Oh yeah, we took way too long. It took 5 or 6 years of misery and frustration from myself and my producing partner, Steve DeVore, and all the others who were involved. It took a really, really long time. And there were a number of reasons. We were working on other projects at the same time. And we kept coming across new material. And I kept coming up with better ways to focus on the material. I wanted to hack in as much as I could into 100 minutes in the right order.

I don’t really see this as a film. I mean film is a medium, but it is more of a public service announcement that is done by a filmmaker. I really respect people’s time and if someone wants to spend $5.00, $10.00 to sit in a movie theater or spend whatever it costs to watch it on their phone or their living room, I really want to earn that right and give them something of value. This is my one opportunity. How many times does someone go, “yeah I’m willing to sit down for 90 minutes while you tell me something”? How does it happen? It happens but in a feature film context.

It took five years for me and everyone I was working with to make this the best way to make use of that 90 minutes of your time when you see the movie.

The film focuses on Bruce Lisker (above left) and Reggie Cole, two men who were falsely accused of murder and spent years in prison only to finally be released. When you were developing the film, did their names comes up as to who would be perfect to tell their stories to the audience?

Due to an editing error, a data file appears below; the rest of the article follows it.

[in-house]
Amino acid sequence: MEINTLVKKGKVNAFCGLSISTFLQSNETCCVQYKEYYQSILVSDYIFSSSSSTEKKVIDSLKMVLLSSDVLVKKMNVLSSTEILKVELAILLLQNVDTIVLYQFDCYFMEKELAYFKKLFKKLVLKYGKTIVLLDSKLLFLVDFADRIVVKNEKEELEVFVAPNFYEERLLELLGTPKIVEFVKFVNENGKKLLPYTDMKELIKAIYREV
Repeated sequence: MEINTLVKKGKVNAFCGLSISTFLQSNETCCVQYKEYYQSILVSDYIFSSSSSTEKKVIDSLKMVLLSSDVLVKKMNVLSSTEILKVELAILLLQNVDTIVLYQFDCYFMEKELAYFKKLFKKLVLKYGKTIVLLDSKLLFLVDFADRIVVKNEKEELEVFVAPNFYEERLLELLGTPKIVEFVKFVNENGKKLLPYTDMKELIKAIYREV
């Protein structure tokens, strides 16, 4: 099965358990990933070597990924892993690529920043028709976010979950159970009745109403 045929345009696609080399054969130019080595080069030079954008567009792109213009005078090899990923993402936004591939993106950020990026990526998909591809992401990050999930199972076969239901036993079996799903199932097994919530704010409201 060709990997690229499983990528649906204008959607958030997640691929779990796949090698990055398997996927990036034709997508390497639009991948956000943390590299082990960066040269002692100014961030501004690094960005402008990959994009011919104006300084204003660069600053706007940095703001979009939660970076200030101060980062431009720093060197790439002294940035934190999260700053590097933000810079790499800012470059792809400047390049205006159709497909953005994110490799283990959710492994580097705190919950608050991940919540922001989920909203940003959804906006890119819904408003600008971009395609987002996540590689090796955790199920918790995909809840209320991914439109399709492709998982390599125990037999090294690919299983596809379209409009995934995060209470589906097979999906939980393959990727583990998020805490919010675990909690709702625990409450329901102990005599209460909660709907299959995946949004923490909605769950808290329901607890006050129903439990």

No and I don’t remember how exactly what the order of things were. I think that I had the idea of how to make the movie before I met Bruce, but I can’t remember for sure because that was many years ago. What happened was I met Bruce at a fundraising dinner that was an opposition to the death penalty. They were trying to change and revoke the death penalty in California. Bruce Lisker was a speaker at the dinner. He told his story and I was blown away. I mean, the tears were running down my face. Our co-producer Christina McDowell was there at the dinner as well and I was saying this guy’s story was insane and Bruce is an incredible human being. He’s like the Buddha who went through the incredible experience and became this Zen Master of himself. I don’t want to embarrass him if he reads this but he’s just so wonderful. And I thought his story would be perfect.

And so we are transparent here, I wanted a white innocent man to be the main character of this movie. And the reason why is because a majority of the population of the United States are men and white. And a majority of the population in prison is men. And I wanted to try to introduce white America that what we are doing is insane. So how do you get people to care about people who are behind bars when they are currently aren’t? Like to introduce them to someone who is like themselves and looks like themselves.

We deal with a lot of racism but we did start with a white innocent man and then, I wanted to have a non-white innocent man so that when the audience have trouble identifying someone, not in a patronizing manner, but someone who is not of the same ethnic background, they will see both a white and a non-white man both who are sitting next to each other and going through the same experiences. From their two stories, they will see it’s not about color, but somebody would be there who actually committed the crimes they were prosecuted for and see if you can care about them.